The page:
History doesn't repeat itself, but it does rhyme. — Mark Twain
As we approach the anniversary of World War I, we face another situation of an unprecedented globalized economy, with nations knitted together by trade, a long period of peace among the major powers ensured by a dominant imperial naval power trying to manage the rise of an ambitious, aggressive continental power.
Then, it was Great Britain working to "contain" Germany. As for the degree to which the world was connected, under the ideal that nations that traded together didn't go to war with each other, here is John Maynard Keynes:
The inhabitant of London could order by telephone, sipping his morning tea in bed, the various products of the whole earth, in such quantity as he might see fit, and reasonably expect their early delivery upon his doorstep; he could at the same moment and by the same means adventure his wealth in the natural resources and new enterprises of any quarter of the world, and share, without exertion or even trouble, in their prospective fruits and advantages; or he could decide to couple the security of his fortunes with the good faith of the townspeople of any substantial municipality in any continent that fancy or information might recommend.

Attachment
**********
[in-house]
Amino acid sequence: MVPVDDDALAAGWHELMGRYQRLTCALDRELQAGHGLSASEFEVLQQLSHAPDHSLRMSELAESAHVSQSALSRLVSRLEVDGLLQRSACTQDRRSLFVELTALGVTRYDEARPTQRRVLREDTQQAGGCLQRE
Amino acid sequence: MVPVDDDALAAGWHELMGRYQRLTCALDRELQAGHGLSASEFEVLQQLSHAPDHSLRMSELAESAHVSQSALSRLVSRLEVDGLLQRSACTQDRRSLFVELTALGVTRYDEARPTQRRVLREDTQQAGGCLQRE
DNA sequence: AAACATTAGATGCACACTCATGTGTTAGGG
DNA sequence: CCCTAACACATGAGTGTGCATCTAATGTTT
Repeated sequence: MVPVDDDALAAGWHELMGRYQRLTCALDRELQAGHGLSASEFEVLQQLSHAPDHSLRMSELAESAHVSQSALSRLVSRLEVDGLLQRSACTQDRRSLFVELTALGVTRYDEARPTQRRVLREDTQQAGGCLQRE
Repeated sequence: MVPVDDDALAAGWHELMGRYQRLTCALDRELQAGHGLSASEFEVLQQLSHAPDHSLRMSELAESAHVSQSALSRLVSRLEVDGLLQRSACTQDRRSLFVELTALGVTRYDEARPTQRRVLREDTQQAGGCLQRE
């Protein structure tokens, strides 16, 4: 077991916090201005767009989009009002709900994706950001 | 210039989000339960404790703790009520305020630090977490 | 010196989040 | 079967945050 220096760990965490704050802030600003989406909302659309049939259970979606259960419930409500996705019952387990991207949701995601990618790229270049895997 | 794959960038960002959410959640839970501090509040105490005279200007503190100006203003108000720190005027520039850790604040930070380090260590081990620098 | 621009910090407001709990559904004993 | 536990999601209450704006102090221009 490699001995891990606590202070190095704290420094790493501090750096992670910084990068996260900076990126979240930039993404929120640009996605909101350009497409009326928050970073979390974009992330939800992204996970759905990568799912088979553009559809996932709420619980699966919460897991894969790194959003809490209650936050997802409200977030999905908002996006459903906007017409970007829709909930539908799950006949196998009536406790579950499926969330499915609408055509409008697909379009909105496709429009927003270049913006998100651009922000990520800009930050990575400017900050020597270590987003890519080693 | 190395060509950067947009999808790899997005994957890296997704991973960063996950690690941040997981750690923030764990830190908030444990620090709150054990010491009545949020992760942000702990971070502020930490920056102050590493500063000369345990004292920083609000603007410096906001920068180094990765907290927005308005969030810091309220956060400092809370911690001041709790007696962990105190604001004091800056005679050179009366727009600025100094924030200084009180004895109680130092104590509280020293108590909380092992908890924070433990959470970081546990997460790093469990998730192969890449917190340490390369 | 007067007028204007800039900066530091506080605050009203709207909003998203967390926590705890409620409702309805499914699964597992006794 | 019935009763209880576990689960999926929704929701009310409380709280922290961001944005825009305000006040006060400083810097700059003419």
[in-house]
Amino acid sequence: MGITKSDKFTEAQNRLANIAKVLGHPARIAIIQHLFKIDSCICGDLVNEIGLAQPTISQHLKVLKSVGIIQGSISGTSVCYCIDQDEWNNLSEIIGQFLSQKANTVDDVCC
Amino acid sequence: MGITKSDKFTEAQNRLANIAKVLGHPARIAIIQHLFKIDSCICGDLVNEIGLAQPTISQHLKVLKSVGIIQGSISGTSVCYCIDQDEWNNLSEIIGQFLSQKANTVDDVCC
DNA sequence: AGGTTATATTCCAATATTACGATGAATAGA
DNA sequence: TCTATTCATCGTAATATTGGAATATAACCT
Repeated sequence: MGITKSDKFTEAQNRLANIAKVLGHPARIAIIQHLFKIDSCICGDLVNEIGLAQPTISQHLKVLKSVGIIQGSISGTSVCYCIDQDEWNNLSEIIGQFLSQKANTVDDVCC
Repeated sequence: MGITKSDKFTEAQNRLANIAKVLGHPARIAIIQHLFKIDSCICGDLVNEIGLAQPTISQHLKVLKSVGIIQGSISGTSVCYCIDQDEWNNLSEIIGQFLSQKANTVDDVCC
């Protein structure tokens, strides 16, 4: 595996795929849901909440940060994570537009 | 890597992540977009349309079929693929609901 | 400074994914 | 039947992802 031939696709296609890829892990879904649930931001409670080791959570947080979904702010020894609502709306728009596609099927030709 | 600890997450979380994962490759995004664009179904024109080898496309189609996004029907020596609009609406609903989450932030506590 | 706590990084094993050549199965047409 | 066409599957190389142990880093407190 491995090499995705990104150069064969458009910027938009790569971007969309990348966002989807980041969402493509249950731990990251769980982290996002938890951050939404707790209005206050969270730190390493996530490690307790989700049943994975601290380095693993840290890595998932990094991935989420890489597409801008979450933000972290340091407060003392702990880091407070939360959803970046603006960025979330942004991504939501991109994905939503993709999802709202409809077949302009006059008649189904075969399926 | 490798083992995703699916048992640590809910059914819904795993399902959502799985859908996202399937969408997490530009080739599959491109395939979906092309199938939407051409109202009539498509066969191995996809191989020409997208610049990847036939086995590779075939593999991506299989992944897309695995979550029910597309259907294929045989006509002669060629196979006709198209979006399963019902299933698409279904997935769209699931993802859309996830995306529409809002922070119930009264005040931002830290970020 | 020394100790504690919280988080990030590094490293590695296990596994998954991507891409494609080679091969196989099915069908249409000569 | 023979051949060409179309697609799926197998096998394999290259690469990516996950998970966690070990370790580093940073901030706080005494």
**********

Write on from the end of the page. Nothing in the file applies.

He could secure forthwith, if he wished it, cheap and comfortable means of transit to any country or climate without passport or other formality, could despatch his servant to the neighboring office of a bank for such supply of the precious metals as might seem convenient, and could then proceed abroad to foreign quarters, without knowledge of their religion, language, or customs, bearing coined wealth upon his person, and would consider himself greatly aggrieved and much surprised at the least interference.